Read the full article with commentary from Jeremy Stynes on HR Dive.
It’s a well-known fact that a strong corporate learning program is an effective retention tool.
By encouraging employees to actively participate, employees can better understand new concepts practically, rather than just absorbing a slew of information. Participatory learning can increase employee career satisfaction when it’s carried out correctly.
According to the National Institutes for Health, the very process of participating in any change activity can support workforce learning. A 2009 study conducted by E. Rosskam involved teaching employees new health procedures in order to improve safety. By using a shared platform where learners can interact and support one another, employees can perceive learning as something they own.
HR Dive talked with Sean Murphy, CEO of Lootok, a business continuity and crisis management firm with headquarters in New York City, about the concept of participatory learning. When employees buy in to active career development, this participation creates another layer in the experience.
Read the full article with commentary from Sean Murphy on HR Dive.
For more than 10 years Lootok has pushed the boundaries of traditional crisis management and business continuity (BC). “I launched Lootok with the singular vision of doing BC differently,” said Lootok CEO, Sean Murphy. “Global volatility and increased competition have escalated the need for companies to prepare for disruptions. While everybody knows that they should have a BC program, nobody wants to do the work. BC is only important when it’s too late, and when an incident does occur, any data and plans that have been collected typically remain untouched.”
Lootok continually confronts these challenges by offering fresh points of view on industry standards and new ways to transform programs to meet today’s highly networked environment. Sean Murphy explains: “I knew that BC was an essential part of business. The negative returns I so often saw were not the result of BC itself, but rather how it was implemented. At that point, I saw a major opportunity in going beyond the cookie-cutter approach and offering something of lasting value.”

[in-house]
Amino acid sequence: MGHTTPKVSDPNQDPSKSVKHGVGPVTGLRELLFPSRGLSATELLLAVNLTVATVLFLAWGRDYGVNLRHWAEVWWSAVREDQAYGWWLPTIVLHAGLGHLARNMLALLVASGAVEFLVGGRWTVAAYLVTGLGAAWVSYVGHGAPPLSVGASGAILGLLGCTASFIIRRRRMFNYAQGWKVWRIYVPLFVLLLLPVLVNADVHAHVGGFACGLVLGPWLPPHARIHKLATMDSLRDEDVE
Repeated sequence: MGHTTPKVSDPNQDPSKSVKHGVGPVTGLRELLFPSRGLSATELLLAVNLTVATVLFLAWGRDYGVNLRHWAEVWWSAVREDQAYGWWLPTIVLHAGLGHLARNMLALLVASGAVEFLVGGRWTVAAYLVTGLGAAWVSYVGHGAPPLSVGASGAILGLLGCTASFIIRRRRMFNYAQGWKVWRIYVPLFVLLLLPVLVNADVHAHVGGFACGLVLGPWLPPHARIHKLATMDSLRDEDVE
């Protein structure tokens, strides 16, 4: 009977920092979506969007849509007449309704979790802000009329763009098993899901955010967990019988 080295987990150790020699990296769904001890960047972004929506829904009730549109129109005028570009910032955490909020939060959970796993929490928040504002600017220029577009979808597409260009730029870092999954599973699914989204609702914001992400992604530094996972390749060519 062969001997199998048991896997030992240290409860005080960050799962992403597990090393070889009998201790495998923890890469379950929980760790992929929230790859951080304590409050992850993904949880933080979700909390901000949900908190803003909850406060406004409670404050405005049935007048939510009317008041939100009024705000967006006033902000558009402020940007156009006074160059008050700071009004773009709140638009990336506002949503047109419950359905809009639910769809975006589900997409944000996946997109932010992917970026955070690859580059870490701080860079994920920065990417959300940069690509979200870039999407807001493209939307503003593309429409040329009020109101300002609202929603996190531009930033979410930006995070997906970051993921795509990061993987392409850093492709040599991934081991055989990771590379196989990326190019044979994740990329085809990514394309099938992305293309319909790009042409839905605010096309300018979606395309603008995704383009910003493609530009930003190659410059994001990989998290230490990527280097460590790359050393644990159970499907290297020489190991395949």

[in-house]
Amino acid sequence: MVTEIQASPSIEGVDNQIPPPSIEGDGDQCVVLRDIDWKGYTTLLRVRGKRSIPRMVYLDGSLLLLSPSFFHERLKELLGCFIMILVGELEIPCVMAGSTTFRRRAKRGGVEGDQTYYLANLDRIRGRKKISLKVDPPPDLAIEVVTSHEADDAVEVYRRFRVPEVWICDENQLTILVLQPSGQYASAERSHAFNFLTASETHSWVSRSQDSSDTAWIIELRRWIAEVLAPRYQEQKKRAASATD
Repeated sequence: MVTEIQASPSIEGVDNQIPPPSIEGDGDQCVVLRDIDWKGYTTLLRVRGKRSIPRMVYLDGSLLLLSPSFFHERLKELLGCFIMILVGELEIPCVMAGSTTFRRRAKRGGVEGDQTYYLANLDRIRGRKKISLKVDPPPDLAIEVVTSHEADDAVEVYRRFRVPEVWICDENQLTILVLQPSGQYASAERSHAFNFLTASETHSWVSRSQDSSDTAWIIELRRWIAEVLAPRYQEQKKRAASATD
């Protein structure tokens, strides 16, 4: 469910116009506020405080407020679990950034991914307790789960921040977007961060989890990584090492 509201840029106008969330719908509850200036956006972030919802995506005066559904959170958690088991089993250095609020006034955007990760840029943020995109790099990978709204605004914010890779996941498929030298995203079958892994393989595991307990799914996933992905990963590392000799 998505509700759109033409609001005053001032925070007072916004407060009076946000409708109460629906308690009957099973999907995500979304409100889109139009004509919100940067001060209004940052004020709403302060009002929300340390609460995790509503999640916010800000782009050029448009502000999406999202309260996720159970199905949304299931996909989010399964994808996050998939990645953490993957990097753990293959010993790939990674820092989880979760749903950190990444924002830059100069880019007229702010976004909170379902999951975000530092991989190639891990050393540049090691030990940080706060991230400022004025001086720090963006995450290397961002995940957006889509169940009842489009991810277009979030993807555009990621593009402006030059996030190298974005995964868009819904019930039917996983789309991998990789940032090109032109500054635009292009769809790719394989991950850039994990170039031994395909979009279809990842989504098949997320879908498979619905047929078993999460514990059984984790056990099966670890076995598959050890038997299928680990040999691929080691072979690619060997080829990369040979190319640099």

With this goal, Lootok based its services on a deep understanding of industry expertise and interdisciplinary sciences. Why integrate interdisciplinary sciences? It is a simple answer, according to Sean: “We get better results. Through integrating cognitive sciences, gamification, and branding concepts we capture higher-quality data, buy-in at all levels of the organization, and sizable costs savings through self-service and automation.”
2017 marked a reflective period in Lootok’s history, where the company restructured areas of the organization to yield even greater innovation and sharpened its services to Lootok clients. Lootok is excited to announce that there are four changes in its talent pool that set the stage for this evolution.
Learning to either manage the crisis or run the company, but not do both, is a hard lesson for most executives, as they want to do it all. Executives achieve their position through hard work, overcoming extreme obstacles, success, confidence, and leadership. It becomes difficult to let go of the organizational reigns to focus on the crisis. Likewise, it is just as difficult to let others manage a crisis while they focus on the organization. This post is a reflection of a number of executive crisis management trainings I facilitated where the executive (e.g., CEO, business unit president, segment leader) wanted to ‘fly the plane’ and ‘fix the problem.’
Consider the Basics for Crisis Management Program - as with most initiatives and programs, we tend to over think when we design them. The basics reminds me of one of my favorite quotes from Antoine de Saint-Exupéry, “Perfection is achieved, not when there is nothing more to add, but when there is nothing left to take away.”
Let’s keep it simple: crisis management
When it comes to crisis management the majority of crisis teams need seven means to make timely and effective decisions based on applying judgment to available information. We need a command and control framework, critical information requirements (identification of gaps in our knowledge), intelligence, situation awareness, common operating picture, common ground, and intent.
Zona Walton [ADP - Global Business Resiliency] and I spoke at a private conference last month. The title of our session was The Future of Resiliency. We explored the idea that the future of resiliency isn’t resiliency; that is, it will be something else.
As business continuity practitioners, it would serve us well to take a cue from writer Antoine de Saint-Exupéry, who stated, “Perfection is achieved, not when there is nothing more to add, but when there is nothing left to take away.”